MENDELSSOHN HENSEL, FANNY CAECILIE (1805–1847), pianist and composer. Born in Hamburg, the eldest of four children of Lea and Abraham Mendelssohn, she was part of a close family circle that included many intellectuals, including her grandfather, moses mendelssohn . Along with her siblings, Fanny was secretly converted to Christianity by her father, Abraham, in 1816. He and his wife were baptized in 1822. The name "Bartholdy," which came from a family real estate holding, was then added to their surname to establish them as Christian and distinct from their Jewish extended family. The Mendelssohn Bartholdys distanced themselves from Judaism, but continued relationships with Jewish relatives. For them, Protestant Christianity reflected the highest levels of civilization, morality, enlightenment ideals, and toleration. Despite their conversions and dedication to German culture, the family experienced antisemitism at many levels. Fanny was well educated. In 1820 she and her brother felix mendelssohn , also a child prodigy, were admitted to the Sing-Akademie in Berlin under C.F. Zelter. While Fanny Mendelssohn displayed extraordinary musical talents, her professional ambitions were not encouraged. Although she and Felix both studied composition with Zelter, Fanny was always told that her future was to be a wife and mother. Felix, with whom she had a complex relationship, delighted in her musical compositions but discouraged their publication. Fanny advised Felix on his compositions and greatly aided him on various projects. The siblings had an important musical collaboration throughout their lives that has only recently been recognized. Fanny met the artist Wilhem Hensel, the son of a Lutheran pastor, when she was 15. Despite her mother's objections, they married in 1829 and had one child, Sebastian, in 1832. Her husband encouraged not only her piano playing but her composition and conducting. Fanny composed lieder, cantatas, and instrumental works for her own family and friends' entertainment. According to the fashion in Berlin, she held musical salons, Sonntagsmusik, at her family home, where she performed, conducted, and gave life to some of her own music. Over the years, her series grew in reputation and Berlin society, nobility, and famous personalities such as Franz Liszt attended and admired the skills of Frau Hensel. In 1846, Mendelssohn composed her masterpiece, the Trio in D Minor for Piano, Violin and Cello, and in that same year, with Felix's blessing, she published Sechs Lieder, Opus 1 (1846) and Vier Lieder fuer das Pianoforte, Opus 2 (1846). The following year she continued to release compositions, some of her Gartenlieder: Sechs Gesange fuer Sopran, Alto, Tenor und Bass, Opus 3 (1847), Six Melodies for Piano, Opus 4, no. 1–3 and Opus 5, no. 4–6 (1847). Additional works were published   posthumously but most of Mendelssohn's over 500 compositions remain unpublished. Those that were encountered skepticism, as it was then considered impossible for a woman to have the creative power to compose music with any depth. Fanny Mendelssohn died suddenly of a stroke while rehearsing for a concert. She had completed her last composition, Bergeslust (Mountain Pleasure), just the day before. (Judith S. Pinnolis (2nd ed.)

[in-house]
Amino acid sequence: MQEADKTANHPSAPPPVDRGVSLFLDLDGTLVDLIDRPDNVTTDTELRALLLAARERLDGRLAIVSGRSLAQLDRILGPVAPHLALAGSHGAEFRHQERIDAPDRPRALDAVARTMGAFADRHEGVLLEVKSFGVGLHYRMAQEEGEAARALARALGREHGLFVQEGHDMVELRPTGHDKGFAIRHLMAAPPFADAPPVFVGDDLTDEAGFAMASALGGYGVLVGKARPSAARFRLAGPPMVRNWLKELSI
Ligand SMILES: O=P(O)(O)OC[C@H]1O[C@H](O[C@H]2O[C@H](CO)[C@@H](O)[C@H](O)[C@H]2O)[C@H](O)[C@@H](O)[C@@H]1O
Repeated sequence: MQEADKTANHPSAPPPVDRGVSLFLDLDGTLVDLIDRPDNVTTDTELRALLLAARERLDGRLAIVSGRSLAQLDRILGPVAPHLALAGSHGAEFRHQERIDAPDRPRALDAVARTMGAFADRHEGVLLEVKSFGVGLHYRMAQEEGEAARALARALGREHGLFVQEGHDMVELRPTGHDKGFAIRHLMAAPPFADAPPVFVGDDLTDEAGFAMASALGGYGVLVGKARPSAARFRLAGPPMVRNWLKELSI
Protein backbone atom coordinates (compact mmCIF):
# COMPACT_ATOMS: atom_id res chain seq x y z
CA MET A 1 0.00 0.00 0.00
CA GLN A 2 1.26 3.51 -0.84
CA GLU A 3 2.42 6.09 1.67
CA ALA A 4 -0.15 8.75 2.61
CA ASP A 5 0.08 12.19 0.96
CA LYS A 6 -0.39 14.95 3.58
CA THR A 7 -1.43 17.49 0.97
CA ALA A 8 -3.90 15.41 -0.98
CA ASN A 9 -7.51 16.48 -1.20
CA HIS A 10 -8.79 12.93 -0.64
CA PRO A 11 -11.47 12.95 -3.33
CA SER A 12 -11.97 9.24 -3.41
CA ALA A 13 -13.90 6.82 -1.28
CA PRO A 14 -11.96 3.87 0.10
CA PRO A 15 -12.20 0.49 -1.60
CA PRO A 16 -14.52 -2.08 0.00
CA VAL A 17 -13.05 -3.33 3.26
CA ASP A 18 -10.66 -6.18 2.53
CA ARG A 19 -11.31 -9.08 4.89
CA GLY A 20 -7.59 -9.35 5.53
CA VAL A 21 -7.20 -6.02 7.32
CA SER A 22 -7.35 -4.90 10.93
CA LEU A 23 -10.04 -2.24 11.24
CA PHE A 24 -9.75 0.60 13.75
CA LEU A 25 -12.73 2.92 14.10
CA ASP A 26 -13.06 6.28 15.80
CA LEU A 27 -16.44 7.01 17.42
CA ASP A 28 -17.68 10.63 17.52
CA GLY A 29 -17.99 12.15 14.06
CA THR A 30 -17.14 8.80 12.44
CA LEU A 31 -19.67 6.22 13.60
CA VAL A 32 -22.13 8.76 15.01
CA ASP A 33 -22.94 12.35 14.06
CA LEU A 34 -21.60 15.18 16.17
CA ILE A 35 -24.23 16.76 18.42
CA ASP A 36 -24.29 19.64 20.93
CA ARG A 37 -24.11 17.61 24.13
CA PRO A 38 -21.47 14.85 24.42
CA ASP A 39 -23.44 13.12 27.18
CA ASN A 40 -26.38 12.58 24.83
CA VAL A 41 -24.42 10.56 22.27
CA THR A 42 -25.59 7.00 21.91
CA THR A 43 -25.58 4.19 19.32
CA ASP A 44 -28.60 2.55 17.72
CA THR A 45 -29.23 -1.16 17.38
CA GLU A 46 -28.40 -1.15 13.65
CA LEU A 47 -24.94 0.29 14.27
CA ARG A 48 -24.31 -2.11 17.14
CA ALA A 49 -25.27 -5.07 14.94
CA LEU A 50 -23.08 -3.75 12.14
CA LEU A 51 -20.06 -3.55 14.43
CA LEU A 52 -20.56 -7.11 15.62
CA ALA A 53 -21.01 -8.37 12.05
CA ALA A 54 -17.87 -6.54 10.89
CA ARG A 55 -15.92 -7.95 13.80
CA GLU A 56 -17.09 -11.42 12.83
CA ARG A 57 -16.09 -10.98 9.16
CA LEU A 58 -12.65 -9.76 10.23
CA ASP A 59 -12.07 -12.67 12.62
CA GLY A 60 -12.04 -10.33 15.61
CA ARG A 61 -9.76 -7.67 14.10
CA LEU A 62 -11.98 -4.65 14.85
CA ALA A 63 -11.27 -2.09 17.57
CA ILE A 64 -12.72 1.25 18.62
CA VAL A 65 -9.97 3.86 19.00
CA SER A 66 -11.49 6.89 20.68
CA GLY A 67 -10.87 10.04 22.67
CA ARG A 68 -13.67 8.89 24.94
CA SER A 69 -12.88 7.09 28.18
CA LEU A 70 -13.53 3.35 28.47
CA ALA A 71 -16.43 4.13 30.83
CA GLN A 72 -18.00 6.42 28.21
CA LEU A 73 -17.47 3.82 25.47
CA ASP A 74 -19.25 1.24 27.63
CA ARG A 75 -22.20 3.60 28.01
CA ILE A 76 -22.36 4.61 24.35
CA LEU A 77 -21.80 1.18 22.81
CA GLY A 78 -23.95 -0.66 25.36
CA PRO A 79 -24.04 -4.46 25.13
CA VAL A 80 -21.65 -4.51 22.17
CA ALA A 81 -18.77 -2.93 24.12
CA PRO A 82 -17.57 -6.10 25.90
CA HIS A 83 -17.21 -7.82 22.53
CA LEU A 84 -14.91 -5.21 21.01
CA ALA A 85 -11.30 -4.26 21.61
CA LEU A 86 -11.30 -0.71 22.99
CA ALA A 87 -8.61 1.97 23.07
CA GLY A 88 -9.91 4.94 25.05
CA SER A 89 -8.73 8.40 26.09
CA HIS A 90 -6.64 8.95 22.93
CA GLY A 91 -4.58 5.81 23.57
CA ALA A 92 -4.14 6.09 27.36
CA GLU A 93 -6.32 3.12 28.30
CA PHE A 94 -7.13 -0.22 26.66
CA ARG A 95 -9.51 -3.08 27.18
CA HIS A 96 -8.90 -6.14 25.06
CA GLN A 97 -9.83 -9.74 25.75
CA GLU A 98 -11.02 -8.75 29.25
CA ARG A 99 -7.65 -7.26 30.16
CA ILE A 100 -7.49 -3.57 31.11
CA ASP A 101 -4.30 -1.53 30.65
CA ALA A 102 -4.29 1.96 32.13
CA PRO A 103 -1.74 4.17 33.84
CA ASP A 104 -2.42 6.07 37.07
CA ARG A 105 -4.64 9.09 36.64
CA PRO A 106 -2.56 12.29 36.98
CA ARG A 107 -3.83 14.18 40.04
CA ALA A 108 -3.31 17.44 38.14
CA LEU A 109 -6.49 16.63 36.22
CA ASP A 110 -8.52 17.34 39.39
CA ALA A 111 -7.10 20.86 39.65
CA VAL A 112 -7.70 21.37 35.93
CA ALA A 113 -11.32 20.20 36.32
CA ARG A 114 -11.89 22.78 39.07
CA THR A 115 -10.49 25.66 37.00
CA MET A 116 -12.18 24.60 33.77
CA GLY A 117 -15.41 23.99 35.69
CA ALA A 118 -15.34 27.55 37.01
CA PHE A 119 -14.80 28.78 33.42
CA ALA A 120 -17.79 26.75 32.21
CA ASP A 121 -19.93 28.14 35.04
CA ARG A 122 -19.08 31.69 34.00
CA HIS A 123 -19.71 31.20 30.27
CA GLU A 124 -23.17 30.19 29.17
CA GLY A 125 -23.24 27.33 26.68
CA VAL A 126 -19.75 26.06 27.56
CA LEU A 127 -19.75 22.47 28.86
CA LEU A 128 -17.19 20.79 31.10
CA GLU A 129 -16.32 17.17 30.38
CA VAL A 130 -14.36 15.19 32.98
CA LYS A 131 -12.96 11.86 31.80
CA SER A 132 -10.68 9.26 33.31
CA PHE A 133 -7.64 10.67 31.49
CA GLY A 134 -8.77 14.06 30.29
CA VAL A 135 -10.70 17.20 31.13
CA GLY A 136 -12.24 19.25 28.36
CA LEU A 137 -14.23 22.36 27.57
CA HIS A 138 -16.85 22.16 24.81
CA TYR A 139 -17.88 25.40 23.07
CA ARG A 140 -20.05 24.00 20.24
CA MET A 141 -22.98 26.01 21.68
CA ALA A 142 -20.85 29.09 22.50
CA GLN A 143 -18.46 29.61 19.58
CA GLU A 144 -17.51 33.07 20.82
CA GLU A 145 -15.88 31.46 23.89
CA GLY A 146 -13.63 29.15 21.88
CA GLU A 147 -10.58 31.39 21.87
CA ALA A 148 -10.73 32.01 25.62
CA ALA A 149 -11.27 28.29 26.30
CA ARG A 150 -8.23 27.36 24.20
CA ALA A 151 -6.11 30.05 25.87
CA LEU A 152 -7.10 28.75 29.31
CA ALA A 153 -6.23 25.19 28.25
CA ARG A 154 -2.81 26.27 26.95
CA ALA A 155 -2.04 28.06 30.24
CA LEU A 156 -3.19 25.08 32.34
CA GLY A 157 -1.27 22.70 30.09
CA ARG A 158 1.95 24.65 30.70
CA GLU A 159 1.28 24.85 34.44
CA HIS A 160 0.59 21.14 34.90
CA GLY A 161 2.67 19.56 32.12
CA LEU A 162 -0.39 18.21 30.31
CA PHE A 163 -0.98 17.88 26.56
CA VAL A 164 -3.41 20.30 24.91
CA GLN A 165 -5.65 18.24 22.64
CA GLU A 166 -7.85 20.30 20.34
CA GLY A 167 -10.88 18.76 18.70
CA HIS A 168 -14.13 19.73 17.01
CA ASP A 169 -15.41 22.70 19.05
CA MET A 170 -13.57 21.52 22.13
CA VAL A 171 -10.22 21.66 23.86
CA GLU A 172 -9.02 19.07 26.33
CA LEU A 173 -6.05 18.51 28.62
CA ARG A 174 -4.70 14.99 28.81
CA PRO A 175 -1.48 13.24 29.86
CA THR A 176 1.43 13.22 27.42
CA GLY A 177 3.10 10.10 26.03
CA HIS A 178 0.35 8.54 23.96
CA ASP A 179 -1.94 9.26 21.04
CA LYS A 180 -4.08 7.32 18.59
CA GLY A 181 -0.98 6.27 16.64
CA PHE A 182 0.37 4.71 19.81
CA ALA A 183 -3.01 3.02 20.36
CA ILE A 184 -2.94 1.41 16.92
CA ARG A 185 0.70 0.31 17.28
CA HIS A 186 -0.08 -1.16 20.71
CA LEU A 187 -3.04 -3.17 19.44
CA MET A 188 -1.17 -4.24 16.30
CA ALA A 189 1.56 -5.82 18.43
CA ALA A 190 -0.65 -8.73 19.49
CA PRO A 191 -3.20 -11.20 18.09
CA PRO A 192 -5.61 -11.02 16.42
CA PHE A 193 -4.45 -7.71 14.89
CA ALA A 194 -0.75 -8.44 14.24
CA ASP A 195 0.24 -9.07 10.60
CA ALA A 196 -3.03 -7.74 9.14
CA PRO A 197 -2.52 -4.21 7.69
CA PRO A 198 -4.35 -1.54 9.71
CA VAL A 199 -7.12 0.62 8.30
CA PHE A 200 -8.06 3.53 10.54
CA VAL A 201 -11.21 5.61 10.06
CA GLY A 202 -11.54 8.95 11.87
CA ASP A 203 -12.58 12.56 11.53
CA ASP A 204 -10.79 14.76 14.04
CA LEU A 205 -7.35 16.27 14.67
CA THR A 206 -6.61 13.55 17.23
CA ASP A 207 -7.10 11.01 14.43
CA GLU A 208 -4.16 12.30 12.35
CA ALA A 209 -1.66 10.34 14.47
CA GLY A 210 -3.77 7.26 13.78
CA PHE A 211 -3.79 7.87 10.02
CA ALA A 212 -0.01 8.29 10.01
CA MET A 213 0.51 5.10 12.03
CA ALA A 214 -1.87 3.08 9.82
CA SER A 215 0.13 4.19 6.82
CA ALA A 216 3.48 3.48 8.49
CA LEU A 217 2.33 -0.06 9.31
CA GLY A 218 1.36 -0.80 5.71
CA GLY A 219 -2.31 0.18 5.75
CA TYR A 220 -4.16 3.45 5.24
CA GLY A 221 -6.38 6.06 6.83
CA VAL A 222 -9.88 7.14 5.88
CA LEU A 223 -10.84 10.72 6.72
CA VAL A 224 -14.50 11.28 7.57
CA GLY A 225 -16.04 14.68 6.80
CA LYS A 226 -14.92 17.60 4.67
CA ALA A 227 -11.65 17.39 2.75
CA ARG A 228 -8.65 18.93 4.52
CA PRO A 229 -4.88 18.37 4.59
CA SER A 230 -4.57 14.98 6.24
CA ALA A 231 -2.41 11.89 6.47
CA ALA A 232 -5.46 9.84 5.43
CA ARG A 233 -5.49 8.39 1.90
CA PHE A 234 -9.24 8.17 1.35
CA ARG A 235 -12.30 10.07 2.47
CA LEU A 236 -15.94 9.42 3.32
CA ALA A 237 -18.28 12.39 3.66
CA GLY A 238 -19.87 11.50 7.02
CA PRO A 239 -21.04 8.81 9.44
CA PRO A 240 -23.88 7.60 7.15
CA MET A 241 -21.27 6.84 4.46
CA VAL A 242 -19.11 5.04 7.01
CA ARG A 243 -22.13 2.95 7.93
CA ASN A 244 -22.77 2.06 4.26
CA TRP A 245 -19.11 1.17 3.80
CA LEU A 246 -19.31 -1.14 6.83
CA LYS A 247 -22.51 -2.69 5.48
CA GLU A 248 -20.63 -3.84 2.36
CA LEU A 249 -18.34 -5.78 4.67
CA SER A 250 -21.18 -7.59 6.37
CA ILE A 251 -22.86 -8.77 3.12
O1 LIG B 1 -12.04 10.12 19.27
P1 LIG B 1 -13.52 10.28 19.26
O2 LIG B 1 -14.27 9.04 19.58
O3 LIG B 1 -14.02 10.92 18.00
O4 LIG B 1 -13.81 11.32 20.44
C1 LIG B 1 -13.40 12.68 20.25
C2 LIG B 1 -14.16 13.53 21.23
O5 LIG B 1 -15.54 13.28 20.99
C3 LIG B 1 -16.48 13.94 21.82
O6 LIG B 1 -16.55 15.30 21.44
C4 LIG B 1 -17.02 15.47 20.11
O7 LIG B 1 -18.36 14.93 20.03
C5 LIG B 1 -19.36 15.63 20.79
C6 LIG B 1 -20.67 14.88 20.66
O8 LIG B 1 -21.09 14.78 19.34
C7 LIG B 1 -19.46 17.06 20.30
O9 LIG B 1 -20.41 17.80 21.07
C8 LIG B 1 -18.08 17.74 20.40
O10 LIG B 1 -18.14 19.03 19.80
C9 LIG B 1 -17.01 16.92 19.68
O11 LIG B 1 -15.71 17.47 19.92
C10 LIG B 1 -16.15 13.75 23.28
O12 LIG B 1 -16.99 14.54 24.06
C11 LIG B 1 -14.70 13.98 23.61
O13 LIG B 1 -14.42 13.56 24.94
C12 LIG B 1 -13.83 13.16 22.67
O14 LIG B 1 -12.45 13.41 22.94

Encyclopedia Judaica. 1971.

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  • Mendelssohn — Mẹndelssohn,   1) Arnold Ludwig, Komponist, * Ratibor 26. 12. 1855, ✝ Darmstadt 19. 2. 1933; Großneffe von F. Mendelssohn Bartholdy; wurde 1880 Organist in Bonn, 1882 Musikdirektor in Bielefeld, 1891 Gymnasialmusiklehrer und Kirchenmusikmeister… …   Universal-Lexikon

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